Nigerian Minister for Finance Ngozi Iweala, and a host of other Nigerian administrative officials were invited including the President of Nigeria Olusegun Obasanjo, who sent a personal representative and sent a letter to specify his representative. The President of Nigeria, Olusegun Obasanjo, was also honored by being presented with the first All Nigerian American Congress Award for his anti-corruption and successful economic programs. Ms Iweala, it was gathered though recently in the USA, was unable to make the event, which was well attended by numerous business groups who had expressed interest in Nigerian investment.
Congressman Payne and Howard Jeter both stressed the need for the anti-corruption campaign of President Obasanjo to be structured to continue for the long term and comprehensively. They also stressed the need for the Nigerian/American economic programs to particularly pay much attention to sectors in the United States where there are natural affiliations, then to continue with the conventional approach in other areas of American working partnerships, as already existing with the oil sector of the United States and Nigerian economy respectively.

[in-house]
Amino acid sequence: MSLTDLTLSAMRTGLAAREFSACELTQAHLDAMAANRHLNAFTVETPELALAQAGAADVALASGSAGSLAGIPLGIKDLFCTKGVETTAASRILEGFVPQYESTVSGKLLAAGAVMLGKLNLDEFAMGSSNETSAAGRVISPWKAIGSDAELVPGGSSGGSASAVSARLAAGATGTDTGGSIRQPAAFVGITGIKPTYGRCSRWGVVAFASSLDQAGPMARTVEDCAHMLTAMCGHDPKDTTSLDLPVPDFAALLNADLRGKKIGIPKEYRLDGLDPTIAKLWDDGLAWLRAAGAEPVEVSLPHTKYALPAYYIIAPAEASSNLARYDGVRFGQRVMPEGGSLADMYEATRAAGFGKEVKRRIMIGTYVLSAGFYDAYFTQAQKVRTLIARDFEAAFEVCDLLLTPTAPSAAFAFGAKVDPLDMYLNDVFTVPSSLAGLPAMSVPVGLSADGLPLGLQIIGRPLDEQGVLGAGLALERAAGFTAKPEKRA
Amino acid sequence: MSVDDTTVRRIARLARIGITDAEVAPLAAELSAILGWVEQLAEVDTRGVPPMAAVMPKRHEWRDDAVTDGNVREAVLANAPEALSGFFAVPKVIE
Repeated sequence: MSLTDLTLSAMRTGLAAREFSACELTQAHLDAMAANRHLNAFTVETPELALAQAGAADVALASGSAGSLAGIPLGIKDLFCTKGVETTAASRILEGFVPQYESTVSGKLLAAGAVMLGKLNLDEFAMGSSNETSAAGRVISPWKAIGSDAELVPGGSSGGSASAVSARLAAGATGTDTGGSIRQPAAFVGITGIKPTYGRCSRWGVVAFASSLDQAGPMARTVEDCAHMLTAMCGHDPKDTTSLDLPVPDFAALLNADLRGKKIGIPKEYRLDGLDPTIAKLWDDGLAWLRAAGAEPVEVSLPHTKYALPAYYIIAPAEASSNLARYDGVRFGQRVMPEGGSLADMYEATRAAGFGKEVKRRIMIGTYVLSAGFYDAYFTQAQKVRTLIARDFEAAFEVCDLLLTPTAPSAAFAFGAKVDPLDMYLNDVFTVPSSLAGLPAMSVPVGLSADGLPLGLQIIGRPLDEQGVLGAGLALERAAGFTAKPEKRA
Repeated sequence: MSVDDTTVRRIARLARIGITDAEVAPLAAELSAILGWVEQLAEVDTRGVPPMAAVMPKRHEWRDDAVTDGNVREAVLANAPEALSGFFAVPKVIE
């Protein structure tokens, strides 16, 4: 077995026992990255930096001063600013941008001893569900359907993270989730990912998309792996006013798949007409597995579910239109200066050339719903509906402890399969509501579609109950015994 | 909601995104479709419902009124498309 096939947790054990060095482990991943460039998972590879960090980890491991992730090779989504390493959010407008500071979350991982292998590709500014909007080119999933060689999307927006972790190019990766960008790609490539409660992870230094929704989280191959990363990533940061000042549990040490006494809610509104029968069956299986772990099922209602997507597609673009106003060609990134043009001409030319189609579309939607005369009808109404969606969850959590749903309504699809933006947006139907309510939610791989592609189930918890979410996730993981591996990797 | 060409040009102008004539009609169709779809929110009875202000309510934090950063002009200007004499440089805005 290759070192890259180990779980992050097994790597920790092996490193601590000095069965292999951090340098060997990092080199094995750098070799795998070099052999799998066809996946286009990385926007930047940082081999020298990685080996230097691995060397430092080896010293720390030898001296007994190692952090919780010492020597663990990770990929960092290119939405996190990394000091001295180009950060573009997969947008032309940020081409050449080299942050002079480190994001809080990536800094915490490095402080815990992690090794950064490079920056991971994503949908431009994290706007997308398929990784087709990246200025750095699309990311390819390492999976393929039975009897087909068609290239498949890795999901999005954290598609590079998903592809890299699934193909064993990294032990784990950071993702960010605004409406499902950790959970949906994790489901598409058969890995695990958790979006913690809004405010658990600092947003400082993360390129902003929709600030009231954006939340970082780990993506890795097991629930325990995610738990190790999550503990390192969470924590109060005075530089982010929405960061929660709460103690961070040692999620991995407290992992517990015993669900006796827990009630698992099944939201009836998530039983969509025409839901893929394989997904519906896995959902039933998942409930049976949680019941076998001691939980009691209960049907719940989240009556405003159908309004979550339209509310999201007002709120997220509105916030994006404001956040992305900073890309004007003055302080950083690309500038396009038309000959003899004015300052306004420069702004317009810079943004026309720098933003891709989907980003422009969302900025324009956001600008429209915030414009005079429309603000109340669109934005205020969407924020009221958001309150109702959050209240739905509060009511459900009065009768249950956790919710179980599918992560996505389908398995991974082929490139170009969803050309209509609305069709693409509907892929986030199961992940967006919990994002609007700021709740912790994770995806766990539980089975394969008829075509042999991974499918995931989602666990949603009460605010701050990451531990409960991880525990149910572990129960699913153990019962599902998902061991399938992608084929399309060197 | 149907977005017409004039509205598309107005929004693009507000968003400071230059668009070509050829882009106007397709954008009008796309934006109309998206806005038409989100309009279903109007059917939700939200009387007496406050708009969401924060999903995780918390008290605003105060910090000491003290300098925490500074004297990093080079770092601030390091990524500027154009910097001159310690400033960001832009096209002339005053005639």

The focus of the evening was redirected when questions were raised on a possible third term for the present administration. The American delegation clearly stated that in their wisdom it would be a disaster for the Nigerian administration to consider or even entertain such, because much respect and progress has been made on Nigerian democracy by the present administration of President Olusegun Obasanjo; and that any attempt to introduce a third term, they surmise, would meet serious opposition from within Nigerian and would not be welcomed by the international community. Ambassador Howard Jeter however stressed that being cognizant of President Obasanjo’s integrity in the International Community and there being no such statement coming out of Aso rock, hence entertaining such questions at this time are mere speculations. He said that it is important that Nigeria respects its constitution, a lot has been gained by this present administration for the past eight years, the economic gains, the effective position of women in the administration, the fight against corruption, advance in the democratic process, all of these have brought tremendous respect in the international community, especially for President Olusegun Obsanjo and that such progress is growing in confidence. Nigeria would be wise to stay the course and not draw back to the dark ages of Nigerian politics disrespecting its constitution and democracy.